Media, Law & Technology Certificate

The nation's media historically have had important influence on the public's understanding of the legal system. In news and advertising, as well as in movies and other forms of entertainment, the media have illuminated or scrutinized the work of lawyers, judges and legislators.

Now, because of advancements in digital technology, the media are expanding, as is their influence in society. No longer are media limited mainly to such print publications as newspapers and to radio and television broadcasting. Media now range from mobile phones to social networks.

The Media, Law & Technology Certificate gives students an opportunity to study how both traditional and new, digital media affect the relationship between law and society. Through certificate courses, students gain insight into how media affect the legal system, relate to government and business, and influence legislation and public policy. In addition, students have an opportunity to advance their knowledge and skill in the diverse legal subjects that are of concern to media lawyers. These subjects range from such traditional areas as censorship, libel, freedom of information and prejudicial pre-trial publicity to licensing of intellectual property, digital privacy rights, media liability insurance, electronic data collection, storage and transfer, and security of wireless and online communications.

In their first year, students who intend to meet the certificate requirements should give notice to the associate dean for academic affairs. The students will qualify for the certificate if they meet the requirements for the Juris Doctor degree and earn credits as follows:

Certificate Requirements

A core comprising any three of these courses:

  • Copyright Law and Digital Works
  • Media and the First Amendment
  • Media Law Clinic
  • Digital Privacy Rights in an Open Society
  • Intellectual Property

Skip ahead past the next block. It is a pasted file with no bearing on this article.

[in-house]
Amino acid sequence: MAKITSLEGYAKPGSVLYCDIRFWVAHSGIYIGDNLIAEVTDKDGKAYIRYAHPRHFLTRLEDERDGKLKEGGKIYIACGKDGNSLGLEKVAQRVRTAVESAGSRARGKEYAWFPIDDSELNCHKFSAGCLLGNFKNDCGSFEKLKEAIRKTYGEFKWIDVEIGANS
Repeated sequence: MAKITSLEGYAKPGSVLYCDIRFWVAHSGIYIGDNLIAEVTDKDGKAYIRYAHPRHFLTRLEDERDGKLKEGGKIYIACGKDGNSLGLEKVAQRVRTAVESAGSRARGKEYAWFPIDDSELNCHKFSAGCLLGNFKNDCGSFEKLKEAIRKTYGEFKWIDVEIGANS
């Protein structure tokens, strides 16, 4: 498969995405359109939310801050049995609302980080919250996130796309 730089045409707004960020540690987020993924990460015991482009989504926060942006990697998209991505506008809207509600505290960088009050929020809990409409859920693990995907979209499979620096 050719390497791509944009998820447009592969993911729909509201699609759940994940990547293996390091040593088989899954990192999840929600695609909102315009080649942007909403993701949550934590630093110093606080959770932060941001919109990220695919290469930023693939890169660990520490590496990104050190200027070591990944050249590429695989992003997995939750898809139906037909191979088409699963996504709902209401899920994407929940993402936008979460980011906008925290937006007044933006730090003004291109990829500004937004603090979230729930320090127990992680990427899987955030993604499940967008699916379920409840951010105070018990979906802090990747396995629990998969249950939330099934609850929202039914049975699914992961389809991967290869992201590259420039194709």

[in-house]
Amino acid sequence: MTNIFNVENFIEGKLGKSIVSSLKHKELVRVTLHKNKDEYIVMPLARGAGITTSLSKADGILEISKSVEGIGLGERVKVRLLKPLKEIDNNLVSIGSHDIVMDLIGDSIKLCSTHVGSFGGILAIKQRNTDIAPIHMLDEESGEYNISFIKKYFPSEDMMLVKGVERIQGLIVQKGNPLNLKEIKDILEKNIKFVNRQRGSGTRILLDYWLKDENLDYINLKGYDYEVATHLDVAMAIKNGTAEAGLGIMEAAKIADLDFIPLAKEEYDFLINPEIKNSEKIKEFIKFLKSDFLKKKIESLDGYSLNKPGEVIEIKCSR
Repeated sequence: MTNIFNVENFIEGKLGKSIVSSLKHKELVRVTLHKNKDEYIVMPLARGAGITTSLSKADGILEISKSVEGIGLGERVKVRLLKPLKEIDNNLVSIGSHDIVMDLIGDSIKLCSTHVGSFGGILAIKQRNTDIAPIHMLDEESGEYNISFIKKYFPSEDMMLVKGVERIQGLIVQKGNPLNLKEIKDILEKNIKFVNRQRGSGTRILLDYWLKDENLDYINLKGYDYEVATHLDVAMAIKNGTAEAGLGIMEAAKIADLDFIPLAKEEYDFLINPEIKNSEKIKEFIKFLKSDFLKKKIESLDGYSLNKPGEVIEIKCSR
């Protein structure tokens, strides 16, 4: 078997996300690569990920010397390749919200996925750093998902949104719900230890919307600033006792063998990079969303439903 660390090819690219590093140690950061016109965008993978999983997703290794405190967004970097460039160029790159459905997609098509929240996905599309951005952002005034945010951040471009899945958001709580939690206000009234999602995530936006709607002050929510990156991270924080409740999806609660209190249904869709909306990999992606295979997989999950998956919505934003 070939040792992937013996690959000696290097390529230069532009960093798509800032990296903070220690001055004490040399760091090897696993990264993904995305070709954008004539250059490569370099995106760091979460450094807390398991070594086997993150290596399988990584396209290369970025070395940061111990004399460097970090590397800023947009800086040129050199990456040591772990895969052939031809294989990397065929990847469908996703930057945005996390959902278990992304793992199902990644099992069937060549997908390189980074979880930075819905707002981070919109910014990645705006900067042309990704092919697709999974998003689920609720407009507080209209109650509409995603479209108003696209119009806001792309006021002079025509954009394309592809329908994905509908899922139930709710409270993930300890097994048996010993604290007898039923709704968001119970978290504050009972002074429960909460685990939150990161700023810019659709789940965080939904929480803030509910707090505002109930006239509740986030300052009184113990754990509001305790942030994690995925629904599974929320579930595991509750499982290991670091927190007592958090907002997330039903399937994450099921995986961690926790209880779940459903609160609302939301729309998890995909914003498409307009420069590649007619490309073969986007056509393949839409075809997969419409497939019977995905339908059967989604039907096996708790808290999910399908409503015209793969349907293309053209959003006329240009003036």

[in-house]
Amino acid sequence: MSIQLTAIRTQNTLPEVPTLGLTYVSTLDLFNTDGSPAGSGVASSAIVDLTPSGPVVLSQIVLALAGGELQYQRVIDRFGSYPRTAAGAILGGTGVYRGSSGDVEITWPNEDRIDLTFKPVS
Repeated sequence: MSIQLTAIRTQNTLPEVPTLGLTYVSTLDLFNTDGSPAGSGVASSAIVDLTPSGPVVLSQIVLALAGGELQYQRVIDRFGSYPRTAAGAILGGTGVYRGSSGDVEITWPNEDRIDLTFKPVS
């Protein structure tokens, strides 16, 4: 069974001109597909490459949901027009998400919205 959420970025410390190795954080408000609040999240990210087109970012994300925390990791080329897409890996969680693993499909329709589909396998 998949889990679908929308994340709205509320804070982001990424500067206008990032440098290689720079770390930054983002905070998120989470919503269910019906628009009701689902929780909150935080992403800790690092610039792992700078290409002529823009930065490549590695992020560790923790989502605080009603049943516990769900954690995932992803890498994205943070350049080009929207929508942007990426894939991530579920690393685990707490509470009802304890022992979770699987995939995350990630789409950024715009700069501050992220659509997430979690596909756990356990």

• Special Topics (when offered for at least three credits on a topic related to media, law and technology*)

Any one of these courses that include a writing requirement:

  • Topics in the Law of Cyberspace
  • Externship Clinic (when completed for at least three credits with a government agency or nonprofit or public international organization related to media, law and technology*)
  • Independent Research (written work on a topic related to media, law and technology* for at least two credits)
  • Kansas Journal of Law & Public Policy (written work on a topic related to media, law and technology* for at least two credits)
  • Kansas Law Review (written work on a topic related to media, law and technology for at least two credits*)
  • Public Policy Clinic

At least two credits from among the following courses on expressive freedom or other subjects of interest to media lawyers:

  • Contracts III
  • Law and the Arts
  • The State and Religion
  • Introduction to Copyright in Literary and Artistic Works
  • Insurance
  • Law and Literature
  • Legal Aspects of the Music Industry
  • Sports Law
  • National/International Moot Court Competition (on the First Amendment or other media-related subject*)
  • Product Liability
  • Patent Law
  • Research Workshop (on a media, law and technology topic*)
  • Torts II

Two courses from among these electives that address law of interest to media and relate to government and public policy:

  • State Constitutional Law
  • Administrative Law
  • Civil Rights Actions
  • Constitutional Topics
  • Elections and Campaign Finance
  • Federal Courts and the Federal System
  • Law and Economics
  • Judicial Clerkship Clinic
  • Legislation
  • Local Government Law
  • Research Workshop (on a topic of interest to media and related to government and public policy*)

Course descriptions

The certificate program director, subject to School of Law policies and procedures, may authorize course substitutions upon a showing of extenuating circumstances, such as an omission of a course from a schedule or an unexpected cancellation of a course offering.

* Enrollment for certificate credit is subject to approval by the certificate program director.


Mike Kautsch
Professor of Law

Why KU
  • One-third of full-time faculty have written casebooks used at U.S. law schools
  • 2 KU law faculty were U.S. Supreme Court clerks
  • KU’s Project for Innocence: 28 conviction reversals since 2009
  • 7,300+ alumni live in all 50 states and 18 foreign countries
  • Routinely ranked a “best value” law school
  • 12 interdisciplinary joint degrees
  • 26th nationwide for lowest debt at graduation. — U.S. News & World Report
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    —U.S. News & World Report
  • 70 percent of upper-level law classes have 25 or fewer students
  • 37th: for number of law graduates who are partners at nation’s largest law firms